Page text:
A journalistic ‘current history’ of life inside the love-it-or-hate-it Market Hall in Shrewsbury. A record of the day-to-day from inside the 1965 landmark with reflections and opinions of the people there.
Designed in 1965 by the award-winning architect David du Roi Aberdeen, the Brutalist style Market Hall building in Shrewsbury causes much contention. This record of the day-to-day from inside the landmark building reflects the people who use it.
An observational essay with interviews and insights from the wide variety of tenants backed up with candid images of their everyday goings-on.
Some see the building as an eyesore intruding on the surrounding architectural mix of much loved Mediaeval, Georgian and Victorian buildings. Others love it because of this contrast and its individuality.
The Pevsner Architectural Guide pronounced the new Market Hall “a good example of modern architecture”. With modern building materials of concrete, glass and metal being used, Pevsner talks of the “clean lines and simple forms. The town’s timber-framed traditions are evoked – the upper storey is jettied out on a reinforced concrete structure and faced with vertical black fins in an echo of close studding”.
We wanted the design to be dripping with references to the Pevsver synopsis; “clean lines and simple forms…vertical black fins in an echo of close studding”.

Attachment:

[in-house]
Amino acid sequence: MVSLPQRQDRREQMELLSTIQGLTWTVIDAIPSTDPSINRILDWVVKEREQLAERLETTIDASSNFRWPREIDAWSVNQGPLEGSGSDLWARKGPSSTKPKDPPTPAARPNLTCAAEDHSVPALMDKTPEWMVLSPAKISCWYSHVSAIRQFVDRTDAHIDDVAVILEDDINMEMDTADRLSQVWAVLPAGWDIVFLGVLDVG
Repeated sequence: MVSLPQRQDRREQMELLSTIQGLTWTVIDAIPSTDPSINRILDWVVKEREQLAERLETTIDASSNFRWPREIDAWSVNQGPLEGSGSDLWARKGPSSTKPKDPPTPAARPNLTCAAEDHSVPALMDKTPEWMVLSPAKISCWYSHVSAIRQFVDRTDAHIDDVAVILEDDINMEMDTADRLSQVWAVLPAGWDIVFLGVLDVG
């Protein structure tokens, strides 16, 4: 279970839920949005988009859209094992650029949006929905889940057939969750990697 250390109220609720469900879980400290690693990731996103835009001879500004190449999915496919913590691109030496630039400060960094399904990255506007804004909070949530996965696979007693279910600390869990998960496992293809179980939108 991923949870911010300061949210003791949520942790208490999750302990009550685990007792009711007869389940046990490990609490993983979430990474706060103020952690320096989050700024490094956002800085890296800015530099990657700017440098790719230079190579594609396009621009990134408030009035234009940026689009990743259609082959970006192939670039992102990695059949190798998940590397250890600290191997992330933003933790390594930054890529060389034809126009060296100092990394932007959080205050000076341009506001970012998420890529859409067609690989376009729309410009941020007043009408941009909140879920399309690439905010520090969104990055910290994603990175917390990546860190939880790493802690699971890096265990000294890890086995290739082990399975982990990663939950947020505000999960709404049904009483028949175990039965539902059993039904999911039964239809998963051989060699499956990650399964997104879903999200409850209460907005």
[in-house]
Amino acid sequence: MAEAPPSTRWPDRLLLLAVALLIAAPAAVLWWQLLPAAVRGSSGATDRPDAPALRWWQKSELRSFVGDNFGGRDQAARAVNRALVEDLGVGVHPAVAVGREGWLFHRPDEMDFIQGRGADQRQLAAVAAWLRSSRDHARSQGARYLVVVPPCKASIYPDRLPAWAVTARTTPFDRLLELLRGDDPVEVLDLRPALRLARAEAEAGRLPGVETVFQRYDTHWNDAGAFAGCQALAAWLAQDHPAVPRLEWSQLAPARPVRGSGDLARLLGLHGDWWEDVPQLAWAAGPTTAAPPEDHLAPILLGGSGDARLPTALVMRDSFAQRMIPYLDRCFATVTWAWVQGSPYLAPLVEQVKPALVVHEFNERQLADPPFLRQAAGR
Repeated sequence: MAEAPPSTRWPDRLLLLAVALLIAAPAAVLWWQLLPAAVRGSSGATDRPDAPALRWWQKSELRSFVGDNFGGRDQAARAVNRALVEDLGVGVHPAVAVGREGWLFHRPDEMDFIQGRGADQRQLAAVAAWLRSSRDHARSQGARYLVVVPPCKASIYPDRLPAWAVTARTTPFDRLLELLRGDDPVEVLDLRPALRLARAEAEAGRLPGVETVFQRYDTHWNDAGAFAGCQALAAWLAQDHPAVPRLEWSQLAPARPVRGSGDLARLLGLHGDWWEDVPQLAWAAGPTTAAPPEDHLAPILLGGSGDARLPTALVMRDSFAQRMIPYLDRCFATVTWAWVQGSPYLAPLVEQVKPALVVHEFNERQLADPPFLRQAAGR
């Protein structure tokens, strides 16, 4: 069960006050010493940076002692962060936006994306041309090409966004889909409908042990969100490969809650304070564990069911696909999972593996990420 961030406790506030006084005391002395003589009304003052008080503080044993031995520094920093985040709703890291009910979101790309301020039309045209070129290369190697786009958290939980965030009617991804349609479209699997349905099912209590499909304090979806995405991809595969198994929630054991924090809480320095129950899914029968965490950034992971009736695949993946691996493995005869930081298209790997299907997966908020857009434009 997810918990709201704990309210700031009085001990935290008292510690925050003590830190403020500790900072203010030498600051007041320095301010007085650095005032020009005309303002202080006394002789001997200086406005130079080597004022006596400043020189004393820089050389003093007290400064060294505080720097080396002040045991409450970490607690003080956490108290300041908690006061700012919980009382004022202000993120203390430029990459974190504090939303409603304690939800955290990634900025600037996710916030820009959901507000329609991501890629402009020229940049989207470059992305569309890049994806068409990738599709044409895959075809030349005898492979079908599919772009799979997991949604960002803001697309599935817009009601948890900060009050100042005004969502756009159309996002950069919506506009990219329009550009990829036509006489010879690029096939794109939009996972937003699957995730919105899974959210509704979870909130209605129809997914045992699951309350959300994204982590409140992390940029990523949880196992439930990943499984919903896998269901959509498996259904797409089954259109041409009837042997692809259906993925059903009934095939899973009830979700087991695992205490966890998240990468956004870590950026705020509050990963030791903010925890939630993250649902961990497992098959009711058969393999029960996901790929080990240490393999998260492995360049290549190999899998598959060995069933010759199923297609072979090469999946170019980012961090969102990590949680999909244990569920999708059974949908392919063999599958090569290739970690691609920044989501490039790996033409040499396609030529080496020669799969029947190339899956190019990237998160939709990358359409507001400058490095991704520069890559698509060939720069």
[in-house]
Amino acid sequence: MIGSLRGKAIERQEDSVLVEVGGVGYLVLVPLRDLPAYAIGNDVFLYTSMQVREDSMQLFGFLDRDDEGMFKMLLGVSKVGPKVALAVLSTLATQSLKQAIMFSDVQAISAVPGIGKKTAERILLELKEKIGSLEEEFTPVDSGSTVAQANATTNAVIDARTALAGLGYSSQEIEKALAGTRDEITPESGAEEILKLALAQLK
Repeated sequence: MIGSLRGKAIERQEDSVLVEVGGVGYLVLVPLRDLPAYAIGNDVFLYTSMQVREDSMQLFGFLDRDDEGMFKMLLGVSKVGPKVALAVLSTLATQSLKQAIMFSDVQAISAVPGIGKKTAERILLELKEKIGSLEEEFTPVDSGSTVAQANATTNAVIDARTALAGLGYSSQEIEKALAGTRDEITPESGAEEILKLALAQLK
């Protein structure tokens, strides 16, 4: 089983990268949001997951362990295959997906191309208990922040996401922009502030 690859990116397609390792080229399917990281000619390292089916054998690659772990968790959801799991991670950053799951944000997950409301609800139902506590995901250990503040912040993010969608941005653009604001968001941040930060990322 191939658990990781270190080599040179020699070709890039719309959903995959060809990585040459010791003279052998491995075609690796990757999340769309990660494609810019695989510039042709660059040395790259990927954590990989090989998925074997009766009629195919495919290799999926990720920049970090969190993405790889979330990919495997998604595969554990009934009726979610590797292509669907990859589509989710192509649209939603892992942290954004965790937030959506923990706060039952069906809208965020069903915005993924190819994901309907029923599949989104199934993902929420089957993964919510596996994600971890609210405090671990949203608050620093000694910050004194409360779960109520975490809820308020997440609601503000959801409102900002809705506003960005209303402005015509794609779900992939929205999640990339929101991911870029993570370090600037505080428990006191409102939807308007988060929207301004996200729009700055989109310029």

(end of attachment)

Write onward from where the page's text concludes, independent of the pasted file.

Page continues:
The strong, clean vertical lines outside are brought through to the layout using narrow full-length columns, stark white space and the Compacta typeface from 1963 with its industrial appearance, a popular genre in the early 1960s, used throughout.
A self-initiated project: Author/Photographer/Designer
Over the last few years, the Market Hall in Shrewsbury has become ever more popular; there’s a real community inside, it’s now a real ‘place to be’.
Completed in 1965, it is filled with a wide range of lifestyles, from traditional fruit and veg merchants, butchers, florists, many have traded there for over 30 years.
Now new traders have set up alongside; a coffeehouse, traditional barbers, organic wine merchant, even artists studios. This is an example of a day-in-the-life of the market, an observational essay with interviews and insights from the wide variety of tenants, backed up with candid images of their everyday goings-on.